There are no warm and fuzzy feelings in discovering, while walking and talking with a friend and her boyfriend, that I am talking to myself because they stopped ten feet back to hug.
. . . Being single is especially difficult during holiday seasons, or at theme parks, where—nearly without fail—I am sandwiched between couples in lines for rides, uncomfortably privy for upwards of forty-five minutes to all the ways they can publicly display their affection. What they are is a reminder of what I’m not: taken.
But I have had to learn to snap out of self-pity when it hits, because feeling sorry for yourself when you’re unhappy doesn’t make you happy. Changing your perspective does. When we feel unhappy, is it because we’re single or is it because of what we say to ourselves about being single?
“Nobody wants to be with me.”
“I’m clearly not attractive.”
“I’m going to be alone forever.”
First, prove it. And second, when you can’t prove it (and I promise you can’t), consider, is it possible to feel happy while thinking thoughts like that?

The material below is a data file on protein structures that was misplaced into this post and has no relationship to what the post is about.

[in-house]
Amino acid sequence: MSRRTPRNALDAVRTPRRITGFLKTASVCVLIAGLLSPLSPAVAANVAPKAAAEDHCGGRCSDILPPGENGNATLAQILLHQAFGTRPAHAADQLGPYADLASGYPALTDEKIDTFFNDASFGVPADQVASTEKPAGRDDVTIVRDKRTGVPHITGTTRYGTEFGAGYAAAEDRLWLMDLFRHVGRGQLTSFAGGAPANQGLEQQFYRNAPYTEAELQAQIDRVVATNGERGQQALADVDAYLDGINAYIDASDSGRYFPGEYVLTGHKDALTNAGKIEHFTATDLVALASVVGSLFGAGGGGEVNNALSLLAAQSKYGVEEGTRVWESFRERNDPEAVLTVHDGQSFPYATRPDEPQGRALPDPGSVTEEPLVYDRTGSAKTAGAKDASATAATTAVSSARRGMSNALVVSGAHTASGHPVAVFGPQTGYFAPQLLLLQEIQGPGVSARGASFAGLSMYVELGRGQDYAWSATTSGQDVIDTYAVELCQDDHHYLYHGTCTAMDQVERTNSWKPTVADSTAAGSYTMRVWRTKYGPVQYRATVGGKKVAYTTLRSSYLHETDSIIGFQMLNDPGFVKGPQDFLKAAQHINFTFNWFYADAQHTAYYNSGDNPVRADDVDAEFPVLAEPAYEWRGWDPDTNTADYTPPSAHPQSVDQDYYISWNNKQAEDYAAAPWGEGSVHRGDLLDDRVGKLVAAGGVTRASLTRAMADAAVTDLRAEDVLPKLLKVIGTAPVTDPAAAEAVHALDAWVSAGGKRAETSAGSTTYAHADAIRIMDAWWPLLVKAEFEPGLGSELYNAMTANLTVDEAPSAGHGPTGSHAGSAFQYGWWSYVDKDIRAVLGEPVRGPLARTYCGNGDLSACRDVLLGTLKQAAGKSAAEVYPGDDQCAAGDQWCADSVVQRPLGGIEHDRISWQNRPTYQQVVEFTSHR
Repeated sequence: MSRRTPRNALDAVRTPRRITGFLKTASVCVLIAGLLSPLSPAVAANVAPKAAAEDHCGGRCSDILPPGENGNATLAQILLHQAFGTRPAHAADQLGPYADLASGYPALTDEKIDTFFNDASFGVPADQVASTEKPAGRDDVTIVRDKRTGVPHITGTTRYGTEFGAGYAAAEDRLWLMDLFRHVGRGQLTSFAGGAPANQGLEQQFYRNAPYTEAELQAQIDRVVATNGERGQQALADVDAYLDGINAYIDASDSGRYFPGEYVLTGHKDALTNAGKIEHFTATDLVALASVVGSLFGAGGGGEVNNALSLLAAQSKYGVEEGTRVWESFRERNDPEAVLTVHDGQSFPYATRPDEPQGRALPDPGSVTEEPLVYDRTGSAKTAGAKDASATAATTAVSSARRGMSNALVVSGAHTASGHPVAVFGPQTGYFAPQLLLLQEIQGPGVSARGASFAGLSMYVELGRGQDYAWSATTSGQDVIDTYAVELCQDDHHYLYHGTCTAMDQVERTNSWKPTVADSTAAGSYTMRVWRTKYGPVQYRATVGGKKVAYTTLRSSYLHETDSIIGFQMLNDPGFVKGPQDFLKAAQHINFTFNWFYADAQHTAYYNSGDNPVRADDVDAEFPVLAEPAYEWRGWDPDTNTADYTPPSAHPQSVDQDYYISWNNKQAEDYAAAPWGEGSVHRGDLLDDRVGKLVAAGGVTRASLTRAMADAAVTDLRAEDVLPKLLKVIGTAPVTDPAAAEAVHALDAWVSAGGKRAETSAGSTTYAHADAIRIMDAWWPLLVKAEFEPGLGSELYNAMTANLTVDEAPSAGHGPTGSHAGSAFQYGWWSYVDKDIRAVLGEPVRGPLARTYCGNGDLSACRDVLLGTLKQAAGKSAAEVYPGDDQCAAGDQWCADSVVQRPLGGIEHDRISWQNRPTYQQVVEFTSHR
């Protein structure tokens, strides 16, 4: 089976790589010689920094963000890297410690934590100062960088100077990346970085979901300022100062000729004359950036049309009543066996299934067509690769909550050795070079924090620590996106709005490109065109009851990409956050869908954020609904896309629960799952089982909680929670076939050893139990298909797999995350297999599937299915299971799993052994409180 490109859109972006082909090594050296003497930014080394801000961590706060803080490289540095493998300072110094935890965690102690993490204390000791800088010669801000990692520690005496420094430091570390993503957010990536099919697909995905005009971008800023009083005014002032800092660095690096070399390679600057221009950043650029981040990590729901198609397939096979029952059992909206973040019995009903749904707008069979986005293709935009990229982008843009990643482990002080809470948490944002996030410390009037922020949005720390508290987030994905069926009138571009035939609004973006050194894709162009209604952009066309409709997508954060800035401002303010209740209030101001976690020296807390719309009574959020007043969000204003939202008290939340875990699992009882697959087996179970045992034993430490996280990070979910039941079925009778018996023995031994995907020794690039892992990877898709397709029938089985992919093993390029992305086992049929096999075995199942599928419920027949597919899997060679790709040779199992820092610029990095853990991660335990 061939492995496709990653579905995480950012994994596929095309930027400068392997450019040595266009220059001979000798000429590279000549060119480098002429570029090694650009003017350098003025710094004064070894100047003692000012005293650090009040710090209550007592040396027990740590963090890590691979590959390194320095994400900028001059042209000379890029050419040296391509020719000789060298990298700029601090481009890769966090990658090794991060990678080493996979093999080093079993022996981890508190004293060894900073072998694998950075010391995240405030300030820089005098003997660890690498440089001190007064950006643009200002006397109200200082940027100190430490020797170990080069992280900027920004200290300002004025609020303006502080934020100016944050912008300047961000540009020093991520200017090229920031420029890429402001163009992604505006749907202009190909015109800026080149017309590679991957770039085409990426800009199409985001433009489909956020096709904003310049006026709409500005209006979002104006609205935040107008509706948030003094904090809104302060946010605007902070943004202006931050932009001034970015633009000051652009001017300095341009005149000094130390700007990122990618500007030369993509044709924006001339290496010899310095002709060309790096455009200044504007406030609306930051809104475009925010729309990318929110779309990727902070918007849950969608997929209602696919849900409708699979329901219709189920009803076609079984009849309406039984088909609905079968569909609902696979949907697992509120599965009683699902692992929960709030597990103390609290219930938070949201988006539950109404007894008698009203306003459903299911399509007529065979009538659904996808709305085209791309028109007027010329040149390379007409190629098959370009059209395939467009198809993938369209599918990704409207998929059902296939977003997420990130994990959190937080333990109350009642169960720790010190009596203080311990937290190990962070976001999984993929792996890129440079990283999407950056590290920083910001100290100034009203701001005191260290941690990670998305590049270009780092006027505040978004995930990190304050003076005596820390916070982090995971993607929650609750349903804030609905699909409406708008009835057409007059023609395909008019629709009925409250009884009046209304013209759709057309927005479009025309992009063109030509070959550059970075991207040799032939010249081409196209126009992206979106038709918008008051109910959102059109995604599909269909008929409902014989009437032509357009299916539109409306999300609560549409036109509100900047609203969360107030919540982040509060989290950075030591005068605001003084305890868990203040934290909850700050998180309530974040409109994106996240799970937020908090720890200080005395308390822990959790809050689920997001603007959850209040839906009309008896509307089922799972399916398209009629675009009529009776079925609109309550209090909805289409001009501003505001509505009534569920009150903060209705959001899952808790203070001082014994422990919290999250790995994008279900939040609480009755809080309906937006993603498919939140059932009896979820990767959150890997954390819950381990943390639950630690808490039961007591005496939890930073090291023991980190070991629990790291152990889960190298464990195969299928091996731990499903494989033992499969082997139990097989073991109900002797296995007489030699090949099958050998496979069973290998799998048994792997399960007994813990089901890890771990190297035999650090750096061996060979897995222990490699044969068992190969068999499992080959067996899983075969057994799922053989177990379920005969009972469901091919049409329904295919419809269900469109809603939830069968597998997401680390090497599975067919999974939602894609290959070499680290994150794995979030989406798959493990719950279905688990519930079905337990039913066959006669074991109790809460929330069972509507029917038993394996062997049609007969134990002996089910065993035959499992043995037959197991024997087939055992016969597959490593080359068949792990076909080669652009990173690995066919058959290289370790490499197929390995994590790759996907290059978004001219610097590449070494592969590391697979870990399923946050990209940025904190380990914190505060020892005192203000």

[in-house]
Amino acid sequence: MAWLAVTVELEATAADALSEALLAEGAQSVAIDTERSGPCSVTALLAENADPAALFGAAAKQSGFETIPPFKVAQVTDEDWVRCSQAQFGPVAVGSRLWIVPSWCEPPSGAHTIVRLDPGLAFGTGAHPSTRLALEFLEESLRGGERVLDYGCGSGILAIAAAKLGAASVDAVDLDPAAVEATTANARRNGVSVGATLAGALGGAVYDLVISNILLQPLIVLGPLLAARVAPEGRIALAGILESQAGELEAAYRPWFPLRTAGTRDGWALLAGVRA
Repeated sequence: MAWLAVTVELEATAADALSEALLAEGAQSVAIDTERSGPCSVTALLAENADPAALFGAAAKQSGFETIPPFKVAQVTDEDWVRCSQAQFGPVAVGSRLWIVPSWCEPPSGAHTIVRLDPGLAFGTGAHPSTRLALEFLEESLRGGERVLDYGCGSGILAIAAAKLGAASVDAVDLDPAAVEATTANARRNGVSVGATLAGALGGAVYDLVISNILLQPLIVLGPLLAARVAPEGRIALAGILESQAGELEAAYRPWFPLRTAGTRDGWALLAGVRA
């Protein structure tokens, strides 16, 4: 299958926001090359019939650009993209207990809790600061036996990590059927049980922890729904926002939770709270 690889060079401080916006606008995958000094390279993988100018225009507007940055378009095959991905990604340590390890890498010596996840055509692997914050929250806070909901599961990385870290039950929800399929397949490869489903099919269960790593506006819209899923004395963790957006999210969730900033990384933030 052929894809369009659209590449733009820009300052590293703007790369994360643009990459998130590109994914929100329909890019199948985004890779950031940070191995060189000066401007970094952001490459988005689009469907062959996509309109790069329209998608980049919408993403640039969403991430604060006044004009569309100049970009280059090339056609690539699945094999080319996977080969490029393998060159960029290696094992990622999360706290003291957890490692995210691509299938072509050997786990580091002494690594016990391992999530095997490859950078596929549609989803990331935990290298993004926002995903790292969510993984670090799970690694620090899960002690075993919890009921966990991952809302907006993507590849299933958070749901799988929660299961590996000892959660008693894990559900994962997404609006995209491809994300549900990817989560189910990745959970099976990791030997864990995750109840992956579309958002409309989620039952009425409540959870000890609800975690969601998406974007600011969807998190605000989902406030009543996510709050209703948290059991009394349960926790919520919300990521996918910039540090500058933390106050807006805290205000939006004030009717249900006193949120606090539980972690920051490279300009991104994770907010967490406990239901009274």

Years ago, I stumbled upon a quote on the Internet, attributed to Argentinian poet Antonio Porchia: “He who makes a paradise of his bread makes a hell of his hunger.” Single people who believe they’ll be happy when they’re in a relationship condemn themselves to unhappy existences until they’re romantically involved—which isn’t even wholly within our control. What all of us can control, however, are our thoughts.
Thankfully, I am surrounded by people who make that easy for me. I come from a family that has never pressured me to find a husband. My parents are in no rush to be grandparents, my brother in no rush to be an uncle. My own grandparents are fast to remind me: “You have time,” they say. “You’re young.”
Not everyone I meet has it so good. Many friends report a different reality—one in which parents, siblings, colleagues, dentists, hairdressers (and a host of other meddlers) consistently remind them of their marital statuses. Even if we are comfortable with our being single at thirty, forty, or fifty, somebody else probably isn’t. But is somebody’s inquiry into your marital status based on his or her hope for your happiness, or on a need for his or her own? Does your mom want you to get married because you’ll feel better, or does she want you to get married because she’ll feel better?
This—others’ focus on how single we are—is another opportunity to practice patience and self-control, virtues at the heart of chastity. And even if other people don’t see it, we know a lack of current romantic involvement can be part of God’s plan for a person’s life, no matter to what vocation he or she is ultimately called.